When I was younger, I like you, played my life out through different roles. Some days I felt responsible and wanted to play mummies and daddies. I sometimes spent entire holidays building tents out of whatever I could get my hands on, tying them to the foundations of my new home. I skipped, hopped and jumped across the garden using 3 old slats of wood to pass across it’s entire length, trying not to fall into the hot lava (aka grass).
One day, I decided to cut my own fringe and become a hairdresser, much to the disappointment of my parents and the spiky new fangs protruding from my forehead. I frequently became the editor of a magazine with my friend and we would write articles, discuss and create games pages, content and…hang on? Sounds familiar.
I found the pages of this magazine play a few days ago whilst clearing out some old papers, it was incredible to see how much I made sense of life through writing and creating then, as a child, and how I sit here today, decades later doing the same thing.
It made me wonder, do we ever really stop playing?
I remember picking up toys and making up stories about their lives, where they lived and their relationships. I remember them interacting with the world around them, bouncing off walls and staircases, always landing unharmed. I remember being particularly attached to a doll one summer holiday, taking her with me from place to place and unpacking her from my suitcase.
I realised this week. These weren’t their stories.
They were mine.
As I now turn to study the art of play in a therapeutic setting, I find myself being given the opportunity to to do it again. To pick figurines and decorate them in a space, to make up a story and tell it to my partner. To share what’s happening in the lives of the characters I’ve chosen and the environment I’ve created.
The happenings amongst the little green trees and the shiny marble rocks. The ins and outs of the way I shaped the playdough. The things I see and everything inbetween.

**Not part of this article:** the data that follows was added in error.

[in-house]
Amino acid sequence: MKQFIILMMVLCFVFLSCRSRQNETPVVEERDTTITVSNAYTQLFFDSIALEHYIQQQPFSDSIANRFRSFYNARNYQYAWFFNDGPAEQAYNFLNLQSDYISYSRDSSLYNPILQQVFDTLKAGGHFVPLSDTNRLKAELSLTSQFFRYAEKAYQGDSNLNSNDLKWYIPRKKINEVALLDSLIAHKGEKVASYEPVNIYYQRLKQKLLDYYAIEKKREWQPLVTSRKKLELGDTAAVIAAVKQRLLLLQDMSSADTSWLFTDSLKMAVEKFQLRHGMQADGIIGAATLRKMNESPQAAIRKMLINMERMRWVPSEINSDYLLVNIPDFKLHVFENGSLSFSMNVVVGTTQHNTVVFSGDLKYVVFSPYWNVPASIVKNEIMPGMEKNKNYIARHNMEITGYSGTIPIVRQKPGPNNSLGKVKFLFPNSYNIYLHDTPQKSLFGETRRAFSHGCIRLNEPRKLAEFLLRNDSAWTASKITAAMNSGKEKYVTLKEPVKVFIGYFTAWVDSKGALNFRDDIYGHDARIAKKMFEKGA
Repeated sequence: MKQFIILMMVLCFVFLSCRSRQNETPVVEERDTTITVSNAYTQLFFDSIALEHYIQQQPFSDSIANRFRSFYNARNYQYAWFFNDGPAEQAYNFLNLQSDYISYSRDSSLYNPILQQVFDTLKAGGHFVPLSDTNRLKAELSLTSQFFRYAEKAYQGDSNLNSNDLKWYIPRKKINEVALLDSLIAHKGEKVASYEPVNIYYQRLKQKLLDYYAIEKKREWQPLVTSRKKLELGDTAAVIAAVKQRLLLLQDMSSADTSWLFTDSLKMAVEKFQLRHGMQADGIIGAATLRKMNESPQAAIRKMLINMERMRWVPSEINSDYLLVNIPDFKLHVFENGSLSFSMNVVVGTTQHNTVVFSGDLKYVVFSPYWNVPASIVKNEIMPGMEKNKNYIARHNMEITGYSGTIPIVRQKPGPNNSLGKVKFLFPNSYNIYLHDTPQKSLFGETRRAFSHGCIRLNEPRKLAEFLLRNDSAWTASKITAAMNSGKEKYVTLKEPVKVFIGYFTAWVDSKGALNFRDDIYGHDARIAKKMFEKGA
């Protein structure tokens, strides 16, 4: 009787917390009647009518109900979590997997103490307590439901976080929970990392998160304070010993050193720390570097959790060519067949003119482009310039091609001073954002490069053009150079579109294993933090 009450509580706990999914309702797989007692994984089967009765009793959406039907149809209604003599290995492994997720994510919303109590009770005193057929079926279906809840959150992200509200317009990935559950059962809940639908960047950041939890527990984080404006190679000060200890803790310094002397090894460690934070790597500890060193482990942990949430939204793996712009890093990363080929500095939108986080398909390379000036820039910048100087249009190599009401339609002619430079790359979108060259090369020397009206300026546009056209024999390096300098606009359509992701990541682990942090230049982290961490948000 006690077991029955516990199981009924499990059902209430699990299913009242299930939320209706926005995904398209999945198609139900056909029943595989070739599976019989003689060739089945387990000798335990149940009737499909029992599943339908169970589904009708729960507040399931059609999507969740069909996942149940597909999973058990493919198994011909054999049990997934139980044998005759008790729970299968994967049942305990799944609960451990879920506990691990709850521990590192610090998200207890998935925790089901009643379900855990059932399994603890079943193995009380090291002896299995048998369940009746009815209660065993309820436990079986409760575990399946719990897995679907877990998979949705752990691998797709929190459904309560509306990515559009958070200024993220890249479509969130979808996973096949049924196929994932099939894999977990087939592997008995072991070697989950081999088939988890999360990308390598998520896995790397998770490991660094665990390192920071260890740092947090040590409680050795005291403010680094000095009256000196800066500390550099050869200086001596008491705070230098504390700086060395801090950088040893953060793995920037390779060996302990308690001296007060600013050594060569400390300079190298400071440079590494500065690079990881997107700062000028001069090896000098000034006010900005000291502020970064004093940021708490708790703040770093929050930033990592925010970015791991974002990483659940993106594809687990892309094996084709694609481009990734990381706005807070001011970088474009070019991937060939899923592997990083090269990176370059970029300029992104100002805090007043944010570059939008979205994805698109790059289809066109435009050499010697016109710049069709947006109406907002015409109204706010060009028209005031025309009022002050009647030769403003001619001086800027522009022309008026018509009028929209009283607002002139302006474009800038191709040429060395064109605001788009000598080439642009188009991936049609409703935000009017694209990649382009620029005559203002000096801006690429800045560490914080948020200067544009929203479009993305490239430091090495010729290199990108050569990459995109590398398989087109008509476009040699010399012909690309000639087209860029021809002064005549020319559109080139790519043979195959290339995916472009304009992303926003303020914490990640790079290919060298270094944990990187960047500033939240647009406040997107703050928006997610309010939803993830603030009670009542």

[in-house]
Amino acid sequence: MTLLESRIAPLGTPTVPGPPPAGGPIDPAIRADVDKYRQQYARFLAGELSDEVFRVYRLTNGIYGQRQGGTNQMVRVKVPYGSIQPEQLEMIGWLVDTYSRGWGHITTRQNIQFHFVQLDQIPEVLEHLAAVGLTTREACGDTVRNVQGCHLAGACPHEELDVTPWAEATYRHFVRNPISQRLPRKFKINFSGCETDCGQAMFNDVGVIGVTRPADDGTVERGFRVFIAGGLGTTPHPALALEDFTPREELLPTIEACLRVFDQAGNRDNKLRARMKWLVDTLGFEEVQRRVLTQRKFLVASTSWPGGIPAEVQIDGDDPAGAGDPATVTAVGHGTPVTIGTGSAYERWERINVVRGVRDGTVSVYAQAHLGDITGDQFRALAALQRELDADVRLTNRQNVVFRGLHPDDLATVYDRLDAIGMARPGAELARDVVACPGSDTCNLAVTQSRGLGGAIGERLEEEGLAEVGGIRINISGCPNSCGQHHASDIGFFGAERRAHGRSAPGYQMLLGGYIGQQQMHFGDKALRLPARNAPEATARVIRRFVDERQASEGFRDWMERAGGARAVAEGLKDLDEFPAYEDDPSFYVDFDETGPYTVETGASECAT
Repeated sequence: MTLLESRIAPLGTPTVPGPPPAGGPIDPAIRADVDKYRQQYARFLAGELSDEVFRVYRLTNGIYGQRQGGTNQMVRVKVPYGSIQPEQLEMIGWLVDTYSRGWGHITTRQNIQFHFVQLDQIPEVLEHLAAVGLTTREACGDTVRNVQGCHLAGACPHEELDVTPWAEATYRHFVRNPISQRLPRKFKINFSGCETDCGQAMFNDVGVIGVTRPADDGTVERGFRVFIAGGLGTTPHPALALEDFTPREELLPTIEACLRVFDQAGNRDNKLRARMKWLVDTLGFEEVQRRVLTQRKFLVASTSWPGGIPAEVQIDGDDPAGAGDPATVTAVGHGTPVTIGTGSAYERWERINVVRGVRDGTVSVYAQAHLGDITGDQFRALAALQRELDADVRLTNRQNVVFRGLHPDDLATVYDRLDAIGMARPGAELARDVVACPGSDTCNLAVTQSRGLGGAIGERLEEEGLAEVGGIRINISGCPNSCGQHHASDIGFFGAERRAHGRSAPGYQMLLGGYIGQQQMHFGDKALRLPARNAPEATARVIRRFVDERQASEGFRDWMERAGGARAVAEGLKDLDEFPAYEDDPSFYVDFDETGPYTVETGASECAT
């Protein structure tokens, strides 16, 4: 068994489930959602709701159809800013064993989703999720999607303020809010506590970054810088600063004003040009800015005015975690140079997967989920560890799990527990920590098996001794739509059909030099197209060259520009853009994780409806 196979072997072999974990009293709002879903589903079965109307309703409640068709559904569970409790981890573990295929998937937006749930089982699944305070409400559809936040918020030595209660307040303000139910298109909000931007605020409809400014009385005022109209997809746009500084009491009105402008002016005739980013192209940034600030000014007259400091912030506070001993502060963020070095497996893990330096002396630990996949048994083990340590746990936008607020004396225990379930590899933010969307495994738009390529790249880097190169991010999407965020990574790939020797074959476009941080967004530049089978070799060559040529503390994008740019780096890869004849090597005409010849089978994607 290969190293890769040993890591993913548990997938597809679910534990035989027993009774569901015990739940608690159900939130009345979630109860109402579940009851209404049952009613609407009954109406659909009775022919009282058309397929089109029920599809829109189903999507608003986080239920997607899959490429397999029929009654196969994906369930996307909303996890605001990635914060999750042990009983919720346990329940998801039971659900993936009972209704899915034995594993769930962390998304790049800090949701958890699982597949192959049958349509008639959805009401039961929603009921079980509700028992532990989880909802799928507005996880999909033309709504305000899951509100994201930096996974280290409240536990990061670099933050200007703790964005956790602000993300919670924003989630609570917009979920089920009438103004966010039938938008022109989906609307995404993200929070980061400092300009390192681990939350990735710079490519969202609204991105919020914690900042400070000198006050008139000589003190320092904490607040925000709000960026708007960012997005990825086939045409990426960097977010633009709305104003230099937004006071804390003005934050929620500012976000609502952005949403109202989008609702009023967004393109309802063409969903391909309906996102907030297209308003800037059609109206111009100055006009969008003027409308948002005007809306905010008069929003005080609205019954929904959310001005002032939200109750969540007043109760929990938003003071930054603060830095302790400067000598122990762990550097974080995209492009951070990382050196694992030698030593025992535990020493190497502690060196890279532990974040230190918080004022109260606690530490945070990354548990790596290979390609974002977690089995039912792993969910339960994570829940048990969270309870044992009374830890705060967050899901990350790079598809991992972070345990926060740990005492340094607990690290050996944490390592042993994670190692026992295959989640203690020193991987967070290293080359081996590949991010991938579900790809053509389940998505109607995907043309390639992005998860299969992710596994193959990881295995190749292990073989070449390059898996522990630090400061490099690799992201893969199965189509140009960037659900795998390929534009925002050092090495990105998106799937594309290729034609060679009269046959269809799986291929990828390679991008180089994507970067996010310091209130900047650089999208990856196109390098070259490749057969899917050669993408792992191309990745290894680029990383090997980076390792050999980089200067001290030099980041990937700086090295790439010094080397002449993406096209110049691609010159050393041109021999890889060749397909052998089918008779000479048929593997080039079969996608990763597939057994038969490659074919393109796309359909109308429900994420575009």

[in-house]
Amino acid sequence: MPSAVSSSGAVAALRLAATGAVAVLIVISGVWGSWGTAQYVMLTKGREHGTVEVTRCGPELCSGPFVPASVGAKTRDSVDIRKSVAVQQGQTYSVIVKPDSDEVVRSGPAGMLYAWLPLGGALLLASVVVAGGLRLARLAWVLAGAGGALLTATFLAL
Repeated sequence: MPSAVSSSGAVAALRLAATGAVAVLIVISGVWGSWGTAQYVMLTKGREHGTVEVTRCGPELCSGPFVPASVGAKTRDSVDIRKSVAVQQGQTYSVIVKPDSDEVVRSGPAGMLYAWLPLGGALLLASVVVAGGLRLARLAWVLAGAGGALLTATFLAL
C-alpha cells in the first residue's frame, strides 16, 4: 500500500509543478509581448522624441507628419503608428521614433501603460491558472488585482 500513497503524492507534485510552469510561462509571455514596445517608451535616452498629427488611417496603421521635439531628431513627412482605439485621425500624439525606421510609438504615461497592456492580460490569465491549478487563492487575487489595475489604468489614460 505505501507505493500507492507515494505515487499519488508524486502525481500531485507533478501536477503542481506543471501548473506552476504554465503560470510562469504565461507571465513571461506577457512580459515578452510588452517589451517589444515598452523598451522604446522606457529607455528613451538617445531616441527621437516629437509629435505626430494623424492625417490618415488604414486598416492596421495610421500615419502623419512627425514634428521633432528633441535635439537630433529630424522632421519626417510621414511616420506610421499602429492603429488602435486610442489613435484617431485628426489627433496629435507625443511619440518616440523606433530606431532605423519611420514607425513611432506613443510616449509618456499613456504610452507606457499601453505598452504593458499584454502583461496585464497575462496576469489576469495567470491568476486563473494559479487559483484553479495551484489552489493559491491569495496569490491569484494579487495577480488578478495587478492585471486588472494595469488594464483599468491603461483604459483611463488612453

But really under it all, what is unfolding is the story of my life and the situation I am trying to understand myself in.
If I look closely under the microscope of play, I see that it rarely is spontaneous. Although it certainly feels this way. There’s a reason we’ve chosen those colours, those combinations, that character. But somehow, it feels more approachable. It takes ‘me’ out of the picture and lets me take a third-person, birds eye view of the situation.
It is a story from the unconscious and somehow this ‘Play’ is helping me to understand it.
A few weeks later, my classmates had their own revelations that our seminar on play was also their own life story unfolding through the tiny pieces of plastic and toys which illustrated the situation in those 30 minutes.
Our playmates were entasked with just witnessing and listening. It’s harder than it sounds. A pure 5 minutes of concentrated observation. Not reacting. Not commenting. Not agreeing. Neither disagreeing. Just being there as there and holding space whilst the other played and told their story. Perhaps as a parent or caretaker does for their child. This felt like an important aspect of the process, having a witness to me and my story.
To express. To be heard. To be held.
These are 3 of the most precious tools for health and healing.
I invite you this week. To seek the power of play. To observe play in others. To hold space to play. And even take a moment to play for yourself. Watch your story unfold.